The federal National Center for Education Statistics has released a report linking the 2011 National Assessment of Educational Progress test scores by state to the TIMSS math and science tests of 47 countries.
There is always a ton of noise in these kind of figures, but a few general patterns can be recognized for those not morally averse to pattern recognition.
Here are the countries and American states that did better than the international average for 8th grade math. The top 5 in the world are Korea, Singapore, Taiwan, Hong Kong, and Japan.
What do these countries have in common? It probably has something to do with, uh, how they hand out homework, or something.
Then come five American states: Massachusetts, Vermont, Minnesota, New Jersey, and New Hampshire.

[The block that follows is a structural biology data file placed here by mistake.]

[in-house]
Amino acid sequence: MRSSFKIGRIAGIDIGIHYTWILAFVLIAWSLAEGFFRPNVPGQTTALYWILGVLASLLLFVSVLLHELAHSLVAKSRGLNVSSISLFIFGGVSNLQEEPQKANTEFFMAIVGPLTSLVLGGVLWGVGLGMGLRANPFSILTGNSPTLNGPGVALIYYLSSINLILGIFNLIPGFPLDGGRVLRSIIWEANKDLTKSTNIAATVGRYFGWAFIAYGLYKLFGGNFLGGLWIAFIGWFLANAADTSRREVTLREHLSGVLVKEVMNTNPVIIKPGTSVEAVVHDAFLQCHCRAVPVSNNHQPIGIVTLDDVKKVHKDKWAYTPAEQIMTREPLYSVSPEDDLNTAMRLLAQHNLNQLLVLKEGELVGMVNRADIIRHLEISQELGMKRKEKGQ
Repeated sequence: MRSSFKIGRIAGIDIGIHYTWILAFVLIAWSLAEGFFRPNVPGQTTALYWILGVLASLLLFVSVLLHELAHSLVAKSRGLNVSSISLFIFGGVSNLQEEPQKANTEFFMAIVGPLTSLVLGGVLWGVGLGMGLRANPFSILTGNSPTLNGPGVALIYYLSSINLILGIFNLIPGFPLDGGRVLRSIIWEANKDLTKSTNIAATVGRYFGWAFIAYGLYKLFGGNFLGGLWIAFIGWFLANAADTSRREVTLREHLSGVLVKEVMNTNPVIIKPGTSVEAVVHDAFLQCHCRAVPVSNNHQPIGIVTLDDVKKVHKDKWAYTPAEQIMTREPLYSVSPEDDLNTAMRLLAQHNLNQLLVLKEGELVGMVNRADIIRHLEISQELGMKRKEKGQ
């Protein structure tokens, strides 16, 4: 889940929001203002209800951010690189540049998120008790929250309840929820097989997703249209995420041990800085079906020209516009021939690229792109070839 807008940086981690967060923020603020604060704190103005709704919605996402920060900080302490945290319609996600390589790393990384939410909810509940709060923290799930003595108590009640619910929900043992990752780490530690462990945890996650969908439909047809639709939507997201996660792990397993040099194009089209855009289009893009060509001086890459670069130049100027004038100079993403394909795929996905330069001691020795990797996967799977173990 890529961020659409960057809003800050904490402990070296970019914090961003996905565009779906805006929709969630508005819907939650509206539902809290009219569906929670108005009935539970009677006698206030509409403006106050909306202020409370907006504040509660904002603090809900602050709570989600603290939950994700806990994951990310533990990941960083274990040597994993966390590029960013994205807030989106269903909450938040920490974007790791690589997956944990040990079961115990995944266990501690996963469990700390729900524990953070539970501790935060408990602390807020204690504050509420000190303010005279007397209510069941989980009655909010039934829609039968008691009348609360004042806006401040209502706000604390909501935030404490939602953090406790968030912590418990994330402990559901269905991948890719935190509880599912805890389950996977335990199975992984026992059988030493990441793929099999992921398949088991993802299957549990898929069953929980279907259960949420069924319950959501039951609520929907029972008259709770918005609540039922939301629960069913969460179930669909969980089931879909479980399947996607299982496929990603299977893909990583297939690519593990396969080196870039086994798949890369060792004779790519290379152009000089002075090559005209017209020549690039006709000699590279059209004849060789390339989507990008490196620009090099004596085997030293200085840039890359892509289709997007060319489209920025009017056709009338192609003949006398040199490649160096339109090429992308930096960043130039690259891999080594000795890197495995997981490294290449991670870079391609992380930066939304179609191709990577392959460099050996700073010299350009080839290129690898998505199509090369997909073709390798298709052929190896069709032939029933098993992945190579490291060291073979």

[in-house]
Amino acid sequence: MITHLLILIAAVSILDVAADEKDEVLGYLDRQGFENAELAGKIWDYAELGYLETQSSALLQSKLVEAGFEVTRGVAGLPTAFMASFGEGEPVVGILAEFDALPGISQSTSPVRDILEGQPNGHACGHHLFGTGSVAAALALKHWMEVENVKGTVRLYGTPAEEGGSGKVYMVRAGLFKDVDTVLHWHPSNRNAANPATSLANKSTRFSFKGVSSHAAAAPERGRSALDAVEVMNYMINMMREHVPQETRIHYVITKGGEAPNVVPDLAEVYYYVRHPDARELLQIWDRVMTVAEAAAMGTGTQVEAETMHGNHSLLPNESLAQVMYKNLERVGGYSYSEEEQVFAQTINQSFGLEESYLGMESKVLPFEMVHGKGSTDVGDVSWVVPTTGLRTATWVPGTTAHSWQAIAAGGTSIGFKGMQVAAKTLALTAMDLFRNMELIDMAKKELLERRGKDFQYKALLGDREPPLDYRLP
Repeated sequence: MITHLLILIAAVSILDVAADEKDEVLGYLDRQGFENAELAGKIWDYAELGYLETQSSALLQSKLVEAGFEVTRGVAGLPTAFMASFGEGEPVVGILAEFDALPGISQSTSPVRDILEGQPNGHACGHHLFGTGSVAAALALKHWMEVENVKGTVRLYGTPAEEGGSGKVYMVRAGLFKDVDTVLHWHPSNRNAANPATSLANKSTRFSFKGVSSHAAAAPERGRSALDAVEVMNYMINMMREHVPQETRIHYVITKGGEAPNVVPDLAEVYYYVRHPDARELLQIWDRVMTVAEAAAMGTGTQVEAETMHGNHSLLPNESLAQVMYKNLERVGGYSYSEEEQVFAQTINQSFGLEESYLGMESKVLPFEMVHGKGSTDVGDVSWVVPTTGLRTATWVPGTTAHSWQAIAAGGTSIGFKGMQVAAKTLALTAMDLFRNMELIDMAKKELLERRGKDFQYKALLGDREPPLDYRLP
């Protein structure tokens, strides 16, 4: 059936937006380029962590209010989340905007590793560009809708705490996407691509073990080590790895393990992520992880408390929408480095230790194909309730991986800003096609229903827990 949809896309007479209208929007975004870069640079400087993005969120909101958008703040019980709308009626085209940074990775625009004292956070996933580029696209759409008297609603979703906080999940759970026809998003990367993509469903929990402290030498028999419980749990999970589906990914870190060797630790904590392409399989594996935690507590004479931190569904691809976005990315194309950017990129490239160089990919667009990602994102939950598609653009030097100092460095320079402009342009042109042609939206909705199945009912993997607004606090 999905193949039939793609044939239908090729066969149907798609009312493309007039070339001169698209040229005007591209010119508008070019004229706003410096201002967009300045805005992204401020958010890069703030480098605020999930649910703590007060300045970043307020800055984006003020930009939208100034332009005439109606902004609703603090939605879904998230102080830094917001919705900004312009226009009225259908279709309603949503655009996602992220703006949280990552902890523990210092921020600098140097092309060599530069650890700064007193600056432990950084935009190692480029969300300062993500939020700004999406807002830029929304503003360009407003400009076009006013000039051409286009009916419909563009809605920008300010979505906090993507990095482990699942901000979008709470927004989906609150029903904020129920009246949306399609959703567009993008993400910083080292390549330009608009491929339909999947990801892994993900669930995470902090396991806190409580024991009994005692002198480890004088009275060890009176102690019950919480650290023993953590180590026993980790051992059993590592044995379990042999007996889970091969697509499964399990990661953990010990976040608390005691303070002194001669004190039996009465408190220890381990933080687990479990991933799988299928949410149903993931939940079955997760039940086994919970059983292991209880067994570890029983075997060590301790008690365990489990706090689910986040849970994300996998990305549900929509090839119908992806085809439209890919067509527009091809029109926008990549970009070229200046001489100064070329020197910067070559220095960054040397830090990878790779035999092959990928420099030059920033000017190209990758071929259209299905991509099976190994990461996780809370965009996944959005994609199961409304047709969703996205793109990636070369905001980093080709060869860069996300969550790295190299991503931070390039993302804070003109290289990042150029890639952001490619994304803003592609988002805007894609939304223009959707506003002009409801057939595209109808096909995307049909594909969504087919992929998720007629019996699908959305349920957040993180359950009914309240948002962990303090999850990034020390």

What do these states have in common?
Senator Daniel Patrick Moynihan calculated in 1993 that there's an r = .52 correlation between a state's test scores and its distance in miles from the Canadian border.
It must be the hockey.
Bottom state was Alabama (466); bottom country was Ghana (331).
In case you are wondering, the NCES report doesn't mention race. So don't even think about it.
And here's the bottom of 8th grade science (not math):